Friday, June 28, 2013

Great Smoky Mountains NP: Juney Whank Falls and Deep Creek Loop (Blog Hike #400)

Trails: Juney Whank Falls and Deep Creek Loop
Hike Location: Great Smoky Mountains National Park
Geographic Location: north of Bryson CityNC (35.46434, -83.43438)
Length: 5 miles
Difficulty: 6/10 (Moderate)
Last Hiked: October 2012
Overview: An exceptionally scenic hike passing three significant waterfalls.
Hike Route Map:
Photo Highlight:

Directions to the trailhead: From downtown Bryson City, go north on Deep Creek Road, following signs for Deep Creek Campground.  Enter the national park and drive to the signed waterfall trailhead, a large blacktop parking area to the left of the main road.  Park here.

The hike: For my introduction to fall hiking in the Smokies, see the Flat Creek hike.  How many hikes do you know that squeeze three significant waterfalls into less than 5 fairly easy miles?  I suspect not many, but that is what you will get on the Deep Creek Loop described here.  I timed my visit here to make this hike my 400th blog hike, and I was not disappointed.  Of all of my Smoky Mountain hikes, this one might be the most scenic.
            Unfortunately, Deep Creek’s scenic value and ease of hiking are well known.  You can come early in the morning to minimize the crowds, but you still almost surely will not be alone here.  When I hiked here on a crisp fall Friday morning, the parking lot was about half full when I returned around noon.  I suspect it overflows on nice summer weekends.           
Trailhead: Juney Whank Loop Trail
            The first stop on this waterfall tour is Juney Whank Falls, and it is reached by taking the wide gravel trail marked “Juney Whank Loop Trail” that leaves the west side of the parking lot.  The trail climbs via two switchbacks to reach its intersection with the Deep Creek Horse Trail, where a sign directs you to turn right.  Horse traffic is allowed on most of the trails used on this hike, and their stinky calling cards will be noticed several times.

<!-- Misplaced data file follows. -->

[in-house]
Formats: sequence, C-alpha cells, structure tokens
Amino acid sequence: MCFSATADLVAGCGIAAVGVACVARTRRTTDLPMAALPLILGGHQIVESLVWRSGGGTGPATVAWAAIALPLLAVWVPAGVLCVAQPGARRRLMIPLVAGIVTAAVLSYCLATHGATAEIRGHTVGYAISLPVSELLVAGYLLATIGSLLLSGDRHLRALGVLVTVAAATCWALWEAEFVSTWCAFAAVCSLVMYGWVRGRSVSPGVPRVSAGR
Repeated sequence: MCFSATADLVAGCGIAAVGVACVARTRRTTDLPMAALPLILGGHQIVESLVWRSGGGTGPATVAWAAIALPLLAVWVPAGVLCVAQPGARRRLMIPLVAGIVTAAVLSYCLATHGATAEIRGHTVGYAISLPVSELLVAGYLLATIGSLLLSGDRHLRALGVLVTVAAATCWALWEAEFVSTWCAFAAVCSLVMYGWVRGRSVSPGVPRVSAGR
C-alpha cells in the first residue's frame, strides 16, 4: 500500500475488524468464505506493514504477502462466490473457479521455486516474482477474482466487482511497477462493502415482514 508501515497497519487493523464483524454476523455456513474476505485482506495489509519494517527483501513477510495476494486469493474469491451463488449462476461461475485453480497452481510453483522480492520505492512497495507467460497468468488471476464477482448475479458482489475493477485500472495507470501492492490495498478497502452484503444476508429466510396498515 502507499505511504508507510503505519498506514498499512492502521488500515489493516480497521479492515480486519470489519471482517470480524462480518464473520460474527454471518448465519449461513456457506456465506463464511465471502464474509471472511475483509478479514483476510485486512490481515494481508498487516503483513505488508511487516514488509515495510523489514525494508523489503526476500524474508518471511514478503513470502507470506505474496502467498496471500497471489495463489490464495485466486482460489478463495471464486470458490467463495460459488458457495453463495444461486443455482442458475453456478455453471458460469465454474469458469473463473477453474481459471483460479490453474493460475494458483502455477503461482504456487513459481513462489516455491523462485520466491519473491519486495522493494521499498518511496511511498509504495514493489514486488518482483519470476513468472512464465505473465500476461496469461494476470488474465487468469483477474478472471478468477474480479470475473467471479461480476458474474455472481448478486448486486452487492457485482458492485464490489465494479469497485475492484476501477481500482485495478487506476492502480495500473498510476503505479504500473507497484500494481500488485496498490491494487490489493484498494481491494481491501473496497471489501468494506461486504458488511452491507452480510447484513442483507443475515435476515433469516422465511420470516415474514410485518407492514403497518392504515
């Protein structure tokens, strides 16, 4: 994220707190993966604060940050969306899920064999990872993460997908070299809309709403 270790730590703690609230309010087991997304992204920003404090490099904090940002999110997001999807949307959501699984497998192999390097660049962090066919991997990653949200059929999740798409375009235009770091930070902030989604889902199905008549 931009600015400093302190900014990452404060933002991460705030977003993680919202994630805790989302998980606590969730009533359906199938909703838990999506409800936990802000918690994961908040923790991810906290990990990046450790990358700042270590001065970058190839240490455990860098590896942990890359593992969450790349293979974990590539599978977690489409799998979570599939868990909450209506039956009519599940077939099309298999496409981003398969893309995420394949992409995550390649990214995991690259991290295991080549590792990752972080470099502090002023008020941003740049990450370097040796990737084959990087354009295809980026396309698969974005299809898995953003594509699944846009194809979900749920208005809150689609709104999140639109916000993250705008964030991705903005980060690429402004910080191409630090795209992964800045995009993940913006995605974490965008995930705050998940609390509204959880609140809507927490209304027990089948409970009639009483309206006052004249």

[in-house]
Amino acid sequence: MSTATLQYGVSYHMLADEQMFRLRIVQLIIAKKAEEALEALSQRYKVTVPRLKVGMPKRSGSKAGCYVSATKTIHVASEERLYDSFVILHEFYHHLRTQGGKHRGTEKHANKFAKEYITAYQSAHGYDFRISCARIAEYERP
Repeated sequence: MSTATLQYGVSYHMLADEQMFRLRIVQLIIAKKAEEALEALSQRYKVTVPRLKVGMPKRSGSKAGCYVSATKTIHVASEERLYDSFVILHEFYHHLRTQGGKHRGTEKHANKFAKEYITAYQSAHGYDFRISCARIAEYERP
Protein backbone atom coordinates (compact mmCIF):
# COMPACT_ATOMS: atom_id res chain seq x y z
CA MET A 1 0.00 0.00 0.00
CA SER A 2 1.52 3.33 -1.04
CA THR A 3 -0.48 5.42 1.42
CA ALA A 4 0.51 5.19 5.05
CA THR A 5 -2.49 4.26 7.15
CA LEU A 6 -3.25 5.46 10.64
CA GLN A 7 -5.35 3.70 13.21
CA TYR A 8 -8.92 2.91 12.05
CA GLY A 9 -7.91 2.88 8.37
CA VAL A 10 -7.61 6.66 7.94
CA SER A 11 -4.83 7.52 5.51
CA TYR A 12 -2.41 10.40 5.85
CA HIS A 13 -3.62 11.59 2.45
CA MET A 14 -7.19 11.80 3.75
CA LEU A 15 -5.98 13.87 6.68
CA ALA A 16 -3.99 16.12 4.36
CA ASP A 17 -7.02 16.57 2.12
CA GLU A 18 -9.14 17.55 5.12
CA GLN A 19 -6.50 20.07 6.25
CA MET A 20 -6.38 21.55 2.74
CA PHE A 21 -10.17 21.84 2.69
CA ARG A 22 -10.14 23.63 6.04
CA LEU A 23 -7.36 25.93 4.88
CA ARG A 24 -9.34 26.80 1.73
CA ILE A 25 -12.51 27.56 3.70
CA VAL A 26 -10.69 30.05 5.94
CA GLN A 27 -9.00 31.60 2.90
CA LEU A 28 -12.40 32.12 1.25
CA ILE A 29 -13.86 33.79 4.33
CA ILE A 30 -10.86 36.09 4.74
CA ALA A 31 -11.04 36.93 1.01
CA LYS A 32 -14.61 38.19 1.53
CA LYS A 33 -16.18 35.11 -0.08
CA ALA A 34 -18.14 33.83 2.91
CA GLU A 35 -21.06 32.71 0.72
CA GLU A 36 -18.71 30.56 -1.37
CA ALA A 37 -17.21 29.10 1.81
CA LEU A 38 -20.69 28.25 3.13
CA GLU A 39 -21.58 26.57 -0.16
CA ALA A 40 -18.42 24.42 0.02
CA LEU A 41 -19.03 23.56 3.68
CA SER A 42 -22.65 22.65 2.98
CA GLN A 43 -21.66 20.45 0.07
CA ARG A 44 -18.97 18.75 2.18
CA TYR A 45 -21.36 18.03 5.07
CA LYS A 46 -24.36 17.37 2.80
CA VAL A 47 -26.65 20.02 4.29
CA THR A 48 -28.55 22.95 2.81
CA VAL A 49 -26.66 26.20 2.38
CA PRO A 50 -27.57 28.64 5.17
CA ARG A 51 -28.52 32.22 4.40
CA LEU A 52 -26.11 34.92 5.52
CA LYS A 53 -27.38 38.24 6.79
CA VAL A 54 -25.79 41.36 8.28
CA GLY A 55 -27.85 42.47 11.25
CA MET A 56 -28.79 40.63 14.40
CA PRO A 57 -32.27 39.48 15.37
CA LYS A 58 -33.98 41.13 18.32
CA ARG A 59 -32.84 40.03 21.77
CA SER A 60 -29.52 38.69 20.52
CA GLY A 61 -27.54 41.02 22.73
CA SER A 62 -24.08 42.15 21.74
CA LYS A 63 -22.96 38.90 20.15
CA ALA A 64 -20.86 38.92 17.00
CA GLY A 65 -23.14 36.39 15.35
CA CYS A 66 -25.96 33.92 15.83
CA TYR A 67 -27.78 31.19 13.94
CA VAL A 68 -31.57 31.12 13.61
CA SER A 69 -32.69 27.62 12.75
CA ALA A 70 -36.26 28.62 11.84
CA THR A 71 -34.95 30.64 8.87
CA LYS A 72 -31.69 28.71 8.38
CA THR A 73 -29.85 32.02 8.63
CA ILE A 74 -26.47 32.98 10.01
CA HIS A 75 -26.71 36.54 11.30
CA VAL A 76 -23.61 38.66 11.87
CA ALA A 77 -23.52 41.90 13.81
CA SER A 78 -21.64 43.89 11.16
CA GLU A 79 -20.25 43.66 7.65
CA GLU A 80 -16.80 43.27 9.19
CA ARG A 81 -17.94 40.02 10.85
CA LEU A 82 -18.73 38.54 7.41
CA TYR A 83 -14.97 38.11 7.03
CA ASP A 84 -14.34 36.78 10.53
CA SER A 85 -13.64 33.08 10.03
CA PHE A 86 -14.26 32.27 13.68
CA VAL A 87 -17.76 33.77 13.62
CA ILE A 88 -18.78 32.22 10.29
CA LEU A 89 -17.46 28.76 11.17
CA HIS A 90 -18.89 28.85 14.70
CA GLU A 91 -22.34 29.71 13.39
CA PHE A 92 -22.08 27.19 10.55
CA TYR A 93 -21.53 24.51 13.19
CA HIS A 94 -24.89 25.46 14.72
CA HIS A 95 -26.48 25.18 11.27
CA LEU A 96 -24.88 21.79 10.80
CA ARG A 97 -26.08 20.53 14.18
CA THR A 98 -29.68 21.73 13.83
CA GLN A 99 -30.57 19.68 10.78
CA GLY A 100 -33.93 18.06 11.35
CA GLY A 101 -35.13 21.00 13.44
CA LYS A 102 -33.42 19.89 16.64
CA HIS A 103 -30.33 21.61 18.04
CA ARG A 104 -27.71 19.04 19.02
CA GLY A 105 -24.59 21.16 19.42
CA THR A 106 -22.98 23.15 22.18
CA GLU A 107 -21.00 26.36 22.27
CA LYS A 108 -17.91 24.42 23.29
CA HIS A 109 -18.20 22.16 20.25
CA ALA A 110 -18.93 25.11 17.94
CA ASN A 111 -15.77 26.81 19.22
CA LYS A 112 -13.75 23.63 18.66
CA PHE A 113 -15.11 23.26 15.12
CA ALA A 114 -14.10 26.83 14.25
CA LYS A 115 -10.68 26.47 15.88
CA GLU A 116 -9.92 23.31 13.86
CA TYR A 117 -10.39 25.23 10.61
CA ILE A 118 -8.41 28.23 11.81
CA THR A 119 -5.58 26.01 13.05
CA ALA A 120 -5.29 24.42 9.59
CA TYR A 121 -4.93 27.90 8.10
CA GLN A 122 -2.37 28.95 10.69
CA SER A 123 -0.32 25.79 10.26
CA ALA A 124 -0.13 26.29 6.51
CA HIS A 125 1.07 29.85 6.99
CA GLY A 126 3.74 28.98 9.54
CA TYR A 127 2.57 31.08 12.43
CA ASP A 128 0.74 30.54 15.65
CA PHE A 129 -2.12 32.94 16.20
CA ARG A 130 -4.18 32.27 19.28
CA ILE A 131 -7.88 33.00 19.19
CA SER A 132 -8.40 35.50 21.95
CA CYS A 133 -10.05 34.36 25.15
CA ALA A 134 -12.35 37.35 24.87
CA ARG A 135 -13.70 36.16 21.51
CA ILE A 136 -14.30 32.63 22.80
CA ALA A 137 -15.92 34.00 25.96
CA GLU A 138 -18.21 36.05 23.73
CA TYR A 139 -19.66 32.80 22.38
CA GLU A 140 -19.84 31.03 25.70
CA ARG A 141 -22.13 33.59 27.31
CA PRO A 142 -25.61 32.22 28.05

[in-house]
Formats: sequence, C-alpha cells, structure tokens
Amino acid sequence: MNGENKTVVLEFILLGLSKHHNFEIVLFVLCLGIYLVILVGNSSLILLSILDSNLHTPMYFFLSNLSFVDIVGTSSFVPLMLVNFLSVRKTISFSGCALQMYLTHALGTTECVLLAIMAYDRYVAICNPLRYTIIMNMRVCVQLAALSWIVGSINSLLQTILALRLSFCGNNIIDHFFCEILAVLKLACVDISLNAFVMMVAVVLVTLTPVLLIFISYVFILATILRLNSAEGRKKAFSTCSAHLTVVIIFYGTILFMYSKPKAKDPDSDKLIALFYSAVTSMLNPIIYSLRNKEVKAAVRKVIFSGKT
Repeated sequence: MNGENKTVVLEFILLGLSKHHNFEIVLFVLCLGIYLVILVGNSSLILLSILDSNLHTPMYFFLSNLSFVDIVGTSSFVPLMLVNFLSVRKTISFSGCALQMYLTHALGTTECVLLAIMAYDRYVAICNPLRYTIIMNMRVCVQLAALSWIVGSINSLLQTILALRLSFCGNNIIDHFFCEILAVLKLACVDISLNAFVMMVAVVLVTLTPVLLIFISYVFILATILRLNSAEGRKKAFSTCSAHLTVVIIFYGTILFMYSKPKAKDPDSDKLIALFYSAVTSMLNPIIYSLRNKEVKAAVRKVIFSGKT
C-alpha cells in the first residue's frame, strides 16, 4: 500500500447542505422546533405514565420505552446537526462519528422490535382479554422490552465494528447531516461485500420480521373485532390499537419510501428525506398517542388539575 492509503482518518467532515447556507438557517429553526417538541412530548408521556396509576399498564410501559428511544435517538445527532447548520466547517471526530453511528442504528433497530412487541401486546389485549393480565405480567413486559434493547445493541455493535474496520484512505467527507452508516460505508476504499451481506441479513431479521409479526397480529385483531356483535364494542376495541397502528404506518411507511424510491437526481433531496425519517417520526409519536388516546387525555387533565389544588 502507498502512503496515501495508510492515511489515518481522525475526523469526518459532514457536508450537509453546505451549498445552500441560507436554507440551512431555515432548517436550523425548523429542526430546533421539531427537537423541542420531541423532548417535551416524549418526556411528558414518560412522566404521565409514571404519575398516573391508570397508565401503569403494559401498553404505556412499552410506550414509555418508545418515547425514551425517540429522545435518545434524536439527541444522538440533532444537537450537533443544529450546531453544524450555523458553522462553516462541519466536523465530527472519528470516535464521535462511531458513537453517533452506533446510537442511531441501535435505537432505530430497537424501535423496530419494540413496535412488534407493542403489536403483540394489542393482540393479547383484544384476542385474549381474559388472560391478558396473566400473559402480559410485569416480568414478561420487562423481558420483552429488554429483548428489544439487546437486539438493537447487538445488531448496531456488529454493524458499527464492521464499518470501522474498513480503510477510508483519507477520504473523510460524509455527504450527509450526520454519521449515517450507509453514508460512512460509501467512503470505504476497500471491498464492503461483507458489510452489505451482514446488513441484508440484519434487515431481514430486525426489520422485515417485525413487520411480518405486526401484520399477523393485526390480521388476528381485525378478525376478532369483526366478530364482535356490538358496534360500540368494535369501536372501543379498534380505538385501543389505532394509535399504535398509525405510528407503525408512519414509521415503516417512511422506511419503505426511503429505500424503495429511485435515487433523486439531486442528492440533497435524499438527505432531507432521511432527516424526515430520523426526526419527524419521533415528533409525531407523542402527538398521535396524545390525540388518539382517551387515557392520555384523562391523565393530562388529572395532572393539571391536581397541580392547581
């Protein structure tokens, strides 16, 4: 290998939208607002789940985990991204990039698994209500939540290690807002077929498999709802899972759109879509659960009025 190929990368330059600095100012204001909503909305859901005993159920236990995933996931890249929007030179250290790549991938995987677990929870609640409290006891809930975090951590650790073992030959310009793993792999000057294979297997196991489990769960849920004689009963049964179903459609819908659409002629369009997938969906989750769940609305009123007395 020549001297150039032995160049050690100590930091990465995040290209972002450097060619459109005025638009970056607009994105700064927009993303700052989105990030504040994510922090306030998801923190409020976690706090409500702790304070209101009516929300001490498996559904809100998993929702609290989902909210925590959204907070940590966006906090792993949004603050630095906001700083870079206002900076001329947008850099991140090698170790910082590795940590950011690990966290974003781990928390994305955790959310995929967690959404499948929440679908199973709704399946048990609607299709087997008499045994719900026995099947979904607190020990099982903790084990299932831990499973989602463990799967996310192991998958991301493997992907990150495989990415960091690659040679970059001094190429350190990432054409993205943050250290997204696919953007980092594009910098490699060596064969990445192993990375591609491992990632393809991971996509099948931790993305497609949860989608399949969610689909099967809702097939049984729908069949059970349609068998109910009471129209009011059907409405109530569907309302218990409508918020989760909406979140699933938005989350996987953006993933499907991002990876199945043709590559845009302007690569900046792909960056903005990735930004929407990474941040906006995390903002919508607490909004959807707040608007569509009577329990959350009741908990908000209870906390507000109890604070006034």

The climb continues, albeit on a more gradual grade.  At 0.2 miles, our trail to Juney Whank Falls exits to the right and descends some steps to reach the wooden bridge that serves as the viewing platform.  This 20-foot waterfall has a twist: water spills over the first ledge, disappears to the right, then drops down the rock face directly in front of you.  The sheer rock face around the waterfall looks imposing, so take a few minutes to enjoy the water’s antics.
Juney Whank Falls
            Past the waterfall, the Juney Whank Loop Trail climbs briefly to again meet the Deep Creek Horse Trail.  Our trail turns right to join the horse trail briefly then turns right again to leave the horse trail for good and descend moderately through a rhododendron tunnel.  Notice the unusual trail construction here: the trailbed uses the left half of the construction while the slightly lower right half is reserved as a drainage channel.  This construction is designed to prevent trail erosion, and it seems to be working quite well.
Descending on Juney Whank Loop Trail
            At 0.5 miles, the Juney Whank Loop Trail ends beside Deep Creek at its junction with the Deep Creek Trail.  Turning right would lead 0.2 level miles back to the trailhead for a hike of only 0.7 miles, but two more waterfalls await by turning left.  The wide two-track Deep Creek Trail (not to be confused with the Deep Creek Horse Trail) heads upstream with the clear-flowing creek bubbling to your right.  This ravine is a true slice of mountain paradise rarely equaled in the Appalachians.
            0.6 miles into the hike, two benches beside the trail give places to rest as you view Tom Branch Falls, the second significant waterfall on this hike.  The 40-foot waterfall drops and slides down several layers of rock before emptying directly into Deep Creek.  Shrubs on either side frame the falls nicely.